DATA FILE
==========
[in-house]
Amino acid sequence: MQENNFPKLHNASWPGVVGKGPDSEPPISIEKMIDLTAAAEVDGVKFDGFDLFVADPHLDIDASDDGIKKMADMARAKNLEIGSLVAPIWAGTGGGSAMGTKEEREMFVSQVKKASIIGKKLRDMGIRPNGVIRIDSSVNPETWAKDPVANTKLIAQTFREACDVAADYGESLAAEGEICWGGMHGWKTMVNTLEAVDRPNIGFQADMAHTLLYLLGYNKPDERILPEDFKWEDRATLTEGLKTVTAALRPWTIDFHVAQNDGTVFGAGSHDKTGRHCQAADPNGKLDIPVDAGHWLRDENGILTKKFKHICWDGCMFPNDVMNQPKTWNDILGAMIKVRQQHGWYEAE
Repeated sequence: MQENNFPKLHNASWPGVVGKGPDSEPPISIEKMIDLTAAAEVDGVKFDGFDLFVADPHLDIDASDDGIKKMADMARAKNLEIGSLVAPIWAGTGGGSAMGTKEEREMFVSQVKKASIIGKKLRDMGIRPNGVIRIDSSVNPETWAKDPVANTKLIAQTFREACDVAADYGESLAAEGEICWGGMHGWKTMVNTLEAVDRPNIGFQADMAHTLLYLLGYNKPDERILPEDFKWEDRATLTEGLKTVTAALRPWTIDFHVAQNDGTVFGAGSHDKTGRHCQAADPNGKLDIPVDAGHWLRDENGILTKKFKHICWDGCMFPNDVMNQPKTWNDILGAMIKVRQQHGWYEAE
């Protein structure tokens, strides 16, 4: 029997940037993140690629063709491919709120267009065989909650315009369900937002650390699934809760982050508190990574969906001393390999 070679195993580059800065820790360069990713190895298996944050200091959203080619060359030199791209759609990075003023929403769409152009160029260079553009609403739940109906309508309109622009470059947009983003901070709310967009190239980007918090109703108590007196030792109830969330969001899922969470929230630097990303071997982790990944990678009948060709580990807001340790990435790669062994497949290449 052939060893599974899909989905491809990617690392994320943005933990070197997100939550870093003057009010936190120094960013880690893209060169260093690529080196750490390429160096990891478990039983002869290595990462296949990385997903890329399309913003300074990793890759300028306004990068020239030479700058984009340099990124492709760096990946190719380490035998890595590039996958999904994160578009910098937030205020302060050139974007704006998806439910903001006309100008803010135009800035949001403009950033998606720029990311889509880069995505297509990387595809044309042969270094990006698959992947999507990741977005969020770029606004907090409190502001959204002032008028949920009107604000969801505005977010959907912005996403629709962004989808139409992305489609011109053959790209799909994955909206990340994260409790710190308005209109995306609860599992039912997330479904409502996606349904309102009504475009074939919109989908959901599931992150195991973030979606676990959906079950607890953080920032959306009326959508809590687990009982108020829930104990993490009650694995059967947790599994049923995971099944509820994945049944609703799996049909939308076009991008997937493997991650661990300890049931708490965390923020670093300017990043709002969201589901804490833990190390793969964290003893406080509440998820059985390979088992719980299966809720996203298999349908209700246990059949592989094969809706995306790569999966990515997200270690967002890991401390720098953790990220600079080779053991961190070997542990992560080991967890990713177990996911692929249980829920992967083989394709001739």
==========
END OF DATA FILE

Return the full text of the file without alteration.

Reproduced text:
[in-house]
Amino acid sequence: MQENNFPKLHNASWPGVVGKGPDSEPPISIEKMIDLTAAAEVDGVKFDGFDLFVADPHLDIDASDDGIKKMADMARAKNLEIGSLVAPIWAGTGGGSAMGTKEEREMFVSQVKKASIIGKKLRDMGIRPNGVIRIDSSVNPETWAKDPVANTKLIAQTFREACDVAADYGESLAAEGEICWGGMHGWKTMVNTLEAVDRPNIGFQADMAHTLLYLLGYNKPDERILPEDFKWEDRATLTEGLKTVTAALRPWTIDFHVAQNDGTVFGAGSHDKTGRHCQAADPNGKLDIPVDAGHWLRDENGILTKKFKHICWDGCMFPNDVMNQPKTWNDILGAMIKVRQQHGWYEAE
Repeated sequence: MQENNFPKLHNASWPGVVGKGPDSEPPISIEKMIDLTAAAEVDGVKFDGFDLFVADPHLDIDASDDGIKKMADMARAKNLEIGSLVAPIWAGTGGGSAMGTKEEREMFVSQVKKASIIGKKLRDMGIRPNGVIRIDSSVNPETWAKDPVANTKLIAQTFREACDVAADYGESLAAEGEICWGGMHGWKTMVNTLEAVDRPNIGFQADMAHTLLYLLGYNKPDERILPEDFKWEDRATLTEGLKTVTAALRPWTIDFHVAQNDGTVFGAGSHDKTGRHCQAADPNGKLDIPVDAGHWLRDENGILTKKFKHICWDGCMFPNDVMNQPKTWNDILGAMIKVRQQHGWYEAE
């Protein structure tokens, strides 16, 4: 029997940037993140690629063709491919709120267009065989909650315009369900937002650390699934809760982050508190990574969906001393390999 070679195993580059800065820790360069990713190895298996944050200091959203080619060359030199791209759609990075003023929403769409152009160029260079553009609403739940109906309508309109622009470059947009983003901070709310967009190239980007918090109703108590007196030792109830969330969001899922969470929230630097990303071997982790990944990678009948060709580990807001340790990435790669062994497949290449 052939060893599974899909989905491809990617690392994320943005933990070197997100939550870093003057009010936190120094960013880690893209060169260093690529080196750490390429160096990891478990039983002869290595990462296949990385997903890329399309913003300074990793890759300028306004990068020239030479700058984009340099990124492709760096990946190719380490035998890595590039996958999904994160578009910098937030205020302060050139974007704006998806439910903001006309100008803010135009800035949001403009950033998606720029990311889509880069995505297509990387595809044309042969270094990006698959992947999507990741977005969020770029606004907090409190502001959204002032008028949920009107604000969801505005977010959907912005996403629709962004989808139409992305489609011109053959790209799909994955909206990340994260409790710190308005209109995306609860599992039912997330479904409502996606349904309102009504475009074939919109989908959901599931992150195991973030979606676990959906079950607890953080920032959306009326959508809590687990009982108020829930104990993490009650694995059967947790599994049923995971099944509820994945049944609703799996049909939308076009991008997937493997991650661990300890049931708490965390923020670093300017990043709002969201589901804490833990190390793969964290003893406080509440998820059985390979088992719980299966809720996203298999349908209700246990059949592989094969809706995306790569999966990515997200270690967002890991401390720098953790990220600079080779053991961190070997542990992560080991967890990713177990996911692929249980829920992967083989394709001739």